Steve Davis Looks Back At His Stunning Masters Win Over O’Sullivan 25 Years Ago

In 1997, with a little help from a streaker, Davis, 39, roared back from 8-4 down to beat the emerging superstar
10:55, 07 Jan 2022

Steve Davis still believes his last major tournament win owed plenty to a streaker breaking Ronnie O’Sullivan’s concentration. The prestigious Masters event reserved exclusively for the invited cast of the world’s top 16 players gets under way at Alexandra Palace on Sunday.  

And the Rocket, bidding to extend his own record in the tournament by claiming an eighth success, opens up his campaign this year against the equally quickfire Jack Lisowski on Tuesday.  

But this month marks the 25th anniversary of one of snooker’s great moments as a then 39-year-old Davis roared back from 8-4 down to beat emerging 21-year-old superstar O’Sullivan 10-8.  

It was red-hot favourite O’Sullivan’s third Masters final in a row, having beaten John Higgins in 1995, and then lost to world No1 Stephen Hendry 12 months later. However, this was to be a glorious last hurrah for Davis, who had dominated the 1980s with six world title wins but not won a big tournament since the Welsh Open two years before.  

O’Sullivan started the final in brilliant form with back-to-back centuries at the old Wembley Conference Centre to lead 2-0 and leave the Nugget fearing it could become a rout.  

But then 22-year-old Lianne Crofts shed her clothes and leaped into the arena, appearing to shake O’Sullivan’s concentration and allowing Davis to claw his way back to 4-4 by the session’s end.  

Recalling that famous third frame, Davis – now 64, and a popular BBC pundit – said: “I had messed up a few shots at the beginning of that frame. I’d just played a safety and as I was walking back to the chair I was annoyed at being in a bad situation early on in the match.   

“All of a sudden I heard wolf whistles from the crowd and immediately realised what was happening. I was trying to keep myself together, so I didn’t even look up.   

“My line later was that I didn’t even see her face, let alone anything else! They bustled her off and only then I looked up and saw the security staff put a coat around her.  

 “In the aftermath there was a wonderful moment when Ronnie mopped the brow of referee John Street. That was brilliant, and great Ronnie had the comedy in him to do that.  

“But that moment seemed to break the spell of him playing brilliantly. Maybe it was just coincidence, maybe it wasn’t. But I could have ended those frames 7-1 behind.   

“It was a bit of a sliding doors moment in terms of the context of what happened. It was a light moment in the room, I managed to win the frame and I got inspired again afterwards.”

Despite the off-putting interruption O’Sullivan rediscovered his composure in the evening, rattling off four frames in 49 minutes to lead 8-4. But Davis just found something as he had so often in the past, winning a third frame in a row with a magnificent break of 130 to close to 8-7 down – and then powering over the line.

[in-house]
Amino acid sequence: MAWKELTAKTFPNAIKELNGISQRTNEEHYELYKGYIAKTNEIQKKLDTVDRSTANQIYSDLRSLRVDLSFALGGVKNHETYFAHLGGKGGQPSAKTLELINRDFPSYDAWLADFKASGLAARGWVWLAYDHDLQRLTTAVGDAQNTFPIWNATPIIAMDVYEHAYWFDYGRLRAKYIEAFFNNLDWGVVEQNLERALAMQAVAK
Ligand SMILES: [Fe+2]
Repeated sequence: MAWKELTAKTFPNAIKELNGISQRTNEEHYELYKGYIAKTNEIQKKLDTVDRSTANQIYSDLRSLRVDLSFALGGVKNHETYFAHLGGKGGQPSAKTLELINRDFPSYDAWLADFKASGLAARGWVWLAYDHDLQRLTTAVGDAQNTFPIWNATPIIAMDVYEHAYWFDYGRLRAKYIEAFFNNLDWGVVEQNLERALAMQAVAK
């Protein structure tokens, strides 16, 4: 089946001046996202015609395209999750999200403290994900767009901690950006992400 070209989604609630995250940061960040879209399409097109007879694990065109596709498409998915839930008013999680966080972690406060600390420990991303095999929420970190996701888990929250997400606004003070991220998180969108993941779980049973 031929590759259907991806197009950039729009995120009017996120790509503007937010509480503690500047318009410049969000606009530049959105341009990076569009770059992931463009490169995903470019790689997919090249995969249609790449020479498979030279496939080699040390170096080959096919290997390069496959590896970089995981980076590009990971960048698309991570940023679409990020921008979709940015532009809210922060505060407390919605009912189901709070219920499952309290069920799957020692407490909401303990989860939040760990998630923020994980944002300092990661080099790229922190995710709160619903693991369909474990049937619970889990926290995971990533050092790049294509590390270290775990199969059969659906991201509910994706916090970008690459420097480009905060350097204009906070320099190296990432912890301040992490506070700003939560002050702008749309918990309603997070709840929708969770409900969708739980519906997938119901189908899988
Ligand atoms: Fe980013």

Remembering his third Masters success, Davis said: “The juices were running and the person who comes from behind always has a little bit less pressure on them.   

“If we had played that final ten times, Ronnie probably would have won it nine and I would have won it once. The stars aligned for me on that occasion.  

“In 1997, Ronnie was possibly not quite the player he became. I was able to play a little bit of an old school, tactical game to make it as hard for him to score as possible.  

 “It was an absolutely wonderful moment in my career having had a pretty rough 1990s, it felt like it was coming to an end. That was the last event I won, and it was a great way to put the icing on my career in terms of tournament wins.”  

Davis continued playing until he finally hung up his cue at the 2016 World Championship 19 years later, though he was never in the winner’s circle for a major title after the age of 39. And he retains a huge respect for O’Sullivan, John Higgins and Mark Williams who have carried on winning into their 40s.   

He said: “I think we were all aware of how talented Ronnie was, but the only part of the equation that people couldn’t have predicted was that he turned out to have a fantastic match temperament. We were all hoping and holding onto the idea he may be frail in that department, but he hardened up in the 2000s. 

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“All of a sudden it turned out that he was not just one the most jaw dropping snooker talents we’d ever seen, but that he was also rock solid in match play when needed. 

“Ronnie O’Sullivan, John Higgins and Mark Williams have proven that age barrier to not be true. Perhaps it was just me and Stephen that struggled a bit after the age of 40. Now it is obvious, that as long as you are in mental and physical shape to withstand the pressures of the career you can go on. 

“The interesting thing is how far can those three go on and push the barriers? I do think O’Sullivan is most likely, should he want, to win the World Championship in his 50s.” 

Heading into the Masters O’Sullivan is in his 30th season as a professional, having won more majors (20), Masters (seven) and ranking titles (38) than anyone in history. 

O'Sullivan is 5/1 to win the 2022 Masters with Betfred*

*18+ | BeGambleAware

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